Campolo tells of speaking once on marriage at Bryn Mawr, the Ivy League woman’s college, how he was being eaten alive by the students arguing that marriage was antiquated, that you should be able mate with someone for just as long as you love them, and then move on. He tells how he was trying to share his Christian worldview about marriage but getting torn to shreds by these intelligent women.
But then he thought to tell them of the parents of a friend of his, another professor. The man’s parents were a farm couple who put their two boys through seminary. One day, when the two sons (both professors and preachers) were visiting, the mother was preparing breakfast; in the middle of preparation, she suddenly went stiff, and fell. The boys were stunned, but their old father quickly picked up his wife, ran her out to his pick-up and tore out to the hospital. But it was too late; she died of a stroke.
The sons stayed with their father, helping him deal with all of the final preparations, and on the day of the funeral, they attended the church, came back to the house and received well-wishers, etc. That evening, as they were sitting on the porch, talking about the day and sharing memories, Dad suddenly asked, “Where’s Mom right now?”
The sons, both scholars and preachers tried to give standard Christian truths about Heaven, “to be absent from the body…,” etc., when the old man suddenly jumped up and said, “I’m going to the grave; take me to the grave.” When they tried to persuade him that it was late, he said, “I’ve just buried my wife of 52 years, don’t tell me to settle down!”, and so the three of them drove out to the cemetery.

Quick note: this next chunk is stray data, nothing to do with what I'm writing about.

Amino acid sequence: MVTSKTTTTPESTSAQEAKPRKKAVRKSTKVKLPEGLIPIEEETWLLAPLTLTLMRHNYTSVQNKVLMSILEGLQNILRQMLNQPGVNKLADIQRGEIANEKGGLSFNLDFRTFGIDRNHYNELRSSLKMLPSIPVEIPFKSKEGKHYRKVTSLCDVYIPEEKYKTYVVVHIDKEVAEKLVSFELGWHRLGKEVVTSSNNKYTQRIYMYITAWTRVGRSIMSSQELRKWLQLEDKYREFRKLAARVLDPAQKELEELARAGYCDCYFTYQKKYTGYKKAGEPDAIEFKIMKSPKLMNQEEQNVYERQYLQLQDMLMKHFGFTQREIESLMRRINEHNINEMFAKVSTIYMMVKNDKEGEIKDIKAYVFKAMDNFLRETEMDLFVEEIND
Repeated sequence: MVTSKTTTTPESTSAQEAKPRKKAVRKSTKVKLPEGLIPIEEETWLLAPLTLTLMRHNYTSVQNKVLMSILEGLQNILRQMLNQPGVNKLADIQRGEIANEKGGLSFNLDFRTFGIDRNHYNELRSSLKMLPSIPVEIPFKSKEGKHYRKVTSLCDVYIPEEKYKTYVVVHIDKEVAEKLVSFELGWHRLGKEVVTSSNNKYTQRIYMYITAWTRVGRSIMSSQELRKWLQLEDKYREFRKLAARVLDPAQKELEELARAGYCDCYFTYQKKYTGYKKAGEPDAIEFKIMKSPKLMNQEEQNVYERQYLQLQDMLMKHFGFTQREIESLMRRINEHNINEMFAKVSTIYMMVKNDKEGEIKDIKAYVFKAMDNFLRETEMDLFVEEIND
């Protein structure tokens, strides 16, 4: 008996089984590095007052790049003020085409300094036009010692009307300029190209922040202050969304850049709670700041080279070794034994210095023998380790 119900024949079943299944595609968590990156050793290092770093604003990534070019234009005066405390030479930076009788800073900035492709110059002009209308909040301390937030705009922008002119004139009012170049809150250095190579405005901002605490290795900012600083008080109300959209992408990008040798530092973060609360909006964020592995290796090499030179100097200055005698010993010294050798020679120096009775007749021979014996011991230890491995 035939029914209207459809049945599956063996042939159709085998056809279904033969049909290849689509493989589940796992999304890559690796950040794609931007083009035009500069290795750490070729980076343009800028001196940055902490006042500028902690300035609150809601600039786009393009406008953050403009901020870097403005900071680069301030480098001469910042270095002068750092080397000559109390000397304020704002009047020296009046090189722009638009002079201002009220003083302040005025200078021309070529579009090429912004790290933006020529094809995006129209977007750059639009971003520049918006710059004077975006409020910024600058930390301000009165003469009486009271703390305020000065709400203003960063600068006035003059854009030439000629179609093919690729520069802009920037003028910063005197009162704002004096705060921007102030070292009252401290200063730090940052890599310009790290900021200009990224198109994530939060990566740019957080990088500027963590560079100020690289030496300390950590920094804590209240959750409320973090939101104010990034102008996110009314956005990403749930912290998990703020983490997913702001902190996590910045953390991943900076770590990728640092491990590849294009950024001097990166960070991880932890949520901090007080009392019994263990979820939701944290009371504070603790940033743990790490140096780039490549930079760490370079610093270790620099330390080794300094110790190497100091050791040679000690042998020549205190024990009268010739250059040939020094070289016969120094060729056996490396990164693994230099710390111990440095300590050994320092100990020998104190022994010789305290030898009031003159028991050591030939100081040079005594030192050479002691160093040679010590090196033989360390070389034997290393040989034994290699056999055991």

When they got there, the old man grabbed a flashlight and puttered around the grave a bit, rearranging some of the flowers, got down on his knees and smoothed some dirt, etc. Then he stood up, and said, “Let’s go home. It’s been a good day. It’s been a good 52 years, and it ended just the way I wanted it to; she died first. I didn’t want her to have to live with the pain of being widowed. It ended good.”
And Campolo says that he knew that he had those Bryn Mawr students, because, despite their platitudes and ideals, they didn’t know what love really was. They didn’t have what that man and woman married 52 years had; they didn’t know what love actually was.
But Twain did. Above I said that Twain wrote his wife into Eve’s diary. But he also wrote himself into Adam’s. After Livy’s death, Twain has Adam write in his diary about losing Eve:
Wheresoever she was, THERE was Eden.